Sites and Monuments Records and Historic Environment Registers
SMRs were established in local authorities across England from the 1960s to fulfil an increasingly important role in land-use planning. The number of SMRs increased, with the emergence of Urban Archaeological Databases, the creation of new unitary authorities following local government reorganisation and the development of SMRs by national parks, the National Trust and other land owners.
SMRs are a primary source of information on the local historic environment. They are fundamental to the conservation and management of the historic environment through the statutory planning system. They are also a valuable resource for education and research. SMRs hold databases and collections that cover archaeology and archaeological investigations from the prehistoric period to the 20th century. Many SMRs also hold information about listed buildings and other aspects of the historic environment for their areas. This holistic approach has seen the rise of the Historic Environment Register (HER) which allows a dynamic approach to heritage management, drawing on many data sets other than the point-type monument information.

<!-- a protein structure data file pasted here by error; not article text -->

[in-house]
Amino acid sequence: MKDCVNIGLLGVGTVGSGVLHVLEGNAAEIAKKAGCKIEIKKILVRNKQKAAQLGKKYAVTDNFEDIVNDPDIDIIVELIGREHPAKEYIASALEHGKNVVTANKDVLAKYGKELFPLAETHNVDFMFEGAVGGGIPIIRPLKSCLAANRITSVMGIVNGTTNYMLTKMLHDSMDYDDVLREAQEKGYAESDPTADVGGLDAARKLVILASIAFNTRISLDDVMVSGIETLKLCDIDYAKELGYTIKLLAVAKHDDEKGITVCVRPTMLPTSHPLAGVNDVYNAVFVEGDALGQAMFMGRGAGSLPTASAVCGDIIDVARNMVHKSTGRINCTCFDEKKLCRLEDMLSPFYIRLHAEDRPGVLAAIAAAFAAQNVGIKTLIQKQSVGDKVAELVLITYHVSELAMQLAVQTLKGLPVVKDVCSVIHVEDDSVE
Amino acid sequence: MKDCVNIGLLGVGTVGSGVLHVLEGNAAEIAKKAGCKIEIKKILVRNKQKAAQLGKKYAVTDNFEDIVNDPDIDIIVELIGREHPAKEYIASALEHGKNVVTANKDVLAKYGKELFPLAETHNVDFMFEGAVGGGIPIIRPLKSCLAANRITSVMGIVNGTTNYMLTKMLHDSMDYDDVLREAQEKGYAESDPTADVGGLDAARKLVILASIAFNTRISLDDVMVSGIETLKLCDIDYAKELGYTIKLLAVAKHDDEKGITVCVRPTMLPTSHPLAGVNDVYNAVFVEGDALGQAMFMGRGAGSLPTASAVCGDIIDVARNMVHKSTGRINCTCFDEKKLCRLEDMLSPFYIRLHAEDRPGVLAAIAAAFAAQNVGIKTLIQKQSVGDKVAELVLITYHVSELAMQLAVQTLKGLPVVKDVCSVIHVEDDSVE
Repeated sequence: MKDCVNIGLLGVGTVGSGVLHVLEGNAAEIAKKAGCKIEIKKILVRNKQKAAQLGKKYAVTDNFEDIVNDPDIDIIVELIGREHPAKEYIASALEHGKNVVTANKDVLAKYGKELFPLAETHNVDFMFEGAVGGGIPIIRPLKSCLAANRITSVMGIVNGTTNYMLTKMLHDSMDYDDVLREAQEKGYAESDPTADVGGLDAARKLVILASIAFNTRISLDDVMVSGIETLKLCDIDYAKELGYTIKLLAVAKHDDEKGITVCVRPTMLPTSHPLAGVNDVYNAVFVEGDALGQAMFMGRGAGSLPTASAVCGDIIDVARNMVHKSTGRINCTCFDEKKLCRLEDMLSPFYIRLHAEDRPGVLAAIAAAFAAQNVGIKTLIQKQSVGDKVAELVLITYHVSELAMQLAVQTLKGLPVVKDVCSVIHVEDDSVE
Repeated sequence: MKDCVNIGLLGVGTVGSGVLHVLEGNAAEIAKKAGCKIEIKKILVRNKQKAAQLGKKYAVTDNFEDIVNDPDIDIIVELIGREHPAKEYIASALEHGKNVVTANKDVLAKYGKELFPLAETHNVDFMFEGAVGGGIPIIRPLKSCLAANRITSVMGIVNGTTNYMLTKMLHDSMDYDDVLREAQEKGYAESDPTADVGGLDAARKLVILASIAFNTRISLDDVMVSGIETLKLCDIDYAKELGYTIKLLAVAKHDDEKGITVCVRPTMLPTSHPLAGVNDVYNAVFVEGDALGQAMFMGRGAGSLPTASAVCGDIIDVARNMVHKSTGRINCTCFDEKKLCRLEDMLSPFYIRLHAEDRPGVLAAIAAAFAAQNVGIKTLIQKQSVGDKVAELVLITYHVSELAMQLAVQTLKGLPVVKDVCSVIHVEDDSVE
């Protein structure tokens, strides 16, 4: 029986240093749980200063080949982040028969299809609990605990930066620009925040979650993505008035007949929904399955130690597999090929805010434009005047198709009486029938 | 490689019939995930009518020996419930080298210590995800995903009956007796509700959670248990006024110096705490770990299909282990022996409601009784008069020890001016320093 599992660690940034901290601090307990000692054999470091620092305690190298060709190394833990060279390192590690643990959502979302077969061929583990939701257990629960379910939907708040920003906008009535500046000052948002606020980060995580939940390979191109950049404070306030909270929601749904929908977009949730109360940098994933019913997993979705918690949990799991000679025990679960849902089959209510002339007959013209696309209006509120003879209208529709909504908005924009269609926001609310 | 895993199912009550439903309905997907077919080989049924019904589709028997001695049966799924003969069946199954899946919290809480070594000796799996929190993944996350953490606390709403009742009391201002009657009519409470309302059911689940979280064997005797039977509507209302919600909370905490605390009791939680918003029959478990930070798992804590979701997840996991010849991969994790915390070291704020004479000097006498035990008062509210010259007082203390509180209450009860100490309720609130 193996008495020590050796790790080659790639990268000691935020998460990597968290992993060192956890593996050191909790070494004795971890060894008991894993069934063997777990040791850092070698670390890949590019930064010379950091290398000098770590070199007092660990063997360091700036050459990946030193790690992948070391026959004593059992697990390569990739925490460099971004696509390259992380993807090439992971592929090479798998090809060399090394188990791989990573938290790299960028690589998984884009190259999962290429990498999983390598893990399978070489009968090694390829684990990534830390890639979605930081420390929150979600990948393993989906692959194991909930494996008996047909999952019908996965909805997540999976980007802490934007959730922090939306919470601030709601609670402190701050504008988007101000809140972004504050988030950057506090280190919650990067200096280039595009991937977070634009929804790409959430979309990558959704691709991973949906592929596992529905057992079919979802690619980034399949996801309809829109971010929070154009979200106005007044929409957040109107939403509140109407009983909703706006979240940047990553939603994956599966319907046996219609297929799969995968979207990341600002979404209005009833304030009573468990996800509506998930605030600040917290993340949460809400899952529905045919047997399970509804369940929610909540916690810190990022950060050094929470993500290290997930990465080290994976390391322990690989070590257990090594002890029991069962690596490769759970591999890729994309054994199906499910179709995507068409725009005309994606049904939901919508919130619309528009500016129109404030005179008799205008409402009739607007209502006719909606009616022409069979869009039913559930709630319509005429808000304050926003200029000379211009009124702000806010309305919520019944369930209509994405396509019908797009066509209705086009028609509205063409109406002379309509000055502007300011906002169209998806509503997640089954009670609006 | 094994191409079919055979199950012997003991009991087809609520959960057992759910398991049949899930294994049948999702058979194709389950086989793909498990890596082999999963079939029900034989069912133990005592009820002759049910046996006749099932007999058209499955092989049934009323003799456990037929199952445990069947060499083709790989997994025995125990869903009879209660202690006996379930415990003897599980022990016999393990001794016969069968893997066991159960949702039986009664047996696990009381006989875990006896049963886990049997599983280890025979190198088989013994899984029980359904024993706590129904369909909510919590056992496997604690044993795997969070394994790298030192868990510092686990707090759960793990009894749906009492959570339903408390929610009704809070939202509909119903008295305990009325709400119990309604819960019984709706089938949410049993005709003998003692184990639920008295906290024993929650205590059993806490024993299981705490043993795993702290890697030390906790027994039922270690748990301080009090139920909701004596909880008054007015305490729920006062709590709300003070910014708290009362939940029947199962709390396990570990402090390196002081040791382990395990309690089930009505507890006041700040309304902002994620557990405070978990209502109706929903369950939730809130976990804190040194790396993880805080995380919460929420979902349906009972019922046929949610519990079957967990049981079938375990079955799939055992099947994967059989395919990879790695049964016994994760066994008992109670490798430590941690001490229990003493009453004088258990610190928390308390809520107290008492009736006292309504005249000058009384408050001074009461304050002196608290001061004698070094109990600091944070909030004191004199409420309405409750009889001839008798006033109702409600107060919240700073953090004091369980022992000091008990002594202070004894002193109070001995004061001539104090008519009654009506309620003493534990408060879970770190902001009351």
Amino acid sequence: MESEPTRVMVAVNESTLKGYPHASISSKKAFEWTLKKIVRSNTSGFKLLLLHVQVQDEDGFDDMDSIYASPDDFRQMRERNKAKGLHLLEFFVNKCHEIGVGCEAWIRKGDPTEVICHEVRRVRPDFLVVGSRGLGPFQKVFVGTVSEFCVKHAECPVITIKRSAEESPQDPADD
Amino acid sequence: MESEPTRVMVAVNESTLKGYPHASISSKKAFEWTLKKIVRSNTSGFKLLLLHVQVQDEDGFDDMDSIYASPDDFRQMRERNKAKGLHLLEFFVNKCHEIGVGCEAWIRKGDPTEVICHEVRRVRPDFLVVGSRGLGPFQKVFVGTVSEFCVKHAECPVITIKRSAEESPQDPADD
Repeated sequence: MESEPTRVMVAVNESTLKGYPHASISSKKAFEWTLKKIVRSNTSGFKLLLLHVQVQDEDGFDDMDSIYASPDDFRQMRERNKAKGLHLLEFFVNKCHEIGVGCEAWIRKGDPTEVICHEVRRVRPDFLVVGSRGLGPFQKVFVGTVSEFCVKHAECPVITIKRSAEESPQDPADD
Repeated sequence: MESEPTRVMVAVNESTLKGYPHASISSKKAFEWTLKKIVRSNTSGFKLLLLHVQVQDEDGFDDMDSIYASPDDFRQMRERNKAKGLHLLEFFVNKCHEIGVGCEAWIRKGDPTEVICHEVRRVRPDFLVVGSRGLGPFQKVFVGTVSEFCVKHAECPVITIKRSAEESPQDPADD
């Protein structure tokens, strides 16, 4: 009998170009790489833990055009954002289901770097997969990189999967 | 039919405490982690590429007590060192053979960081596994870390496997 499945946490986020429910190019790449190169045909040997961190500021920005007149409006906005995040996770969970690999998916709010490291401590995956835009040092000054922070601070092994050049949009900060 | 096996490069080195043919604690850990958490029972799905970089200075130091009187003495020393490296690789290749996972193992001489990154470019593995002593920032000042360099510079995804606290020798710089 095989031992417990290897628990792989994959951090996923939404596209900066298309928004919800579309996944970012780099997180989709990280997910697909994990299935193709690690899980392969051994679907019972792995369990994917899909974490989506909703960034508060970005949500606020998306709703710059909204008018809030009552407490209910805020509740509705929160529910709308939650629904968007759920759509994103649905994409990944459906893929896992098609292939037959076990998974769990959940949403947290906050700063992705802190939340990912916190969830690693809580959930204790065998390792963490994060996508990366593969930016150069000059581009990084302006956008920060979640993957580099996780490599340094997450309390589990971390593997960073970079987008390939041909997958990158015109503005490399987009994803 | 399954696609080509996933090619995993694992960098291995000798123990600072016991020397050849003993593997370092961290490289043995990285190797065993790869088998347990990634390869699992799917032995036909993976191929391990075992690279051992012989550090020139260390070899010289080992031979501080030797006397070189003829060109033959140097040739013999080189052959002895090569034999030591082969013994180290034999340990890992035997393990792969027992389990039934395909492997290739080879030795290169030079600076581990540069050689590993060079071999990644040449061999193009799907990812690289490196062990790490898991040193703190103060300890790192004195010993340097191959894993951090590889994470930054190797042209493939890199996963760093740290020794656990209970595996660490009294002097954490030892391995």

The current non-statutory status of SMRs and HERs means that their funding and mode of operation varies greatly. For example, many SMRs do not hold data on sites or finds below the high water mark, except in cases where staff interest has prompted projects with a maritime focus.
Links to SMRs and HERs are often featured on county council and city council websites as part of planning information. An interactive map of local authority historic environment services can be accessed via the HELM website run by English Heritage.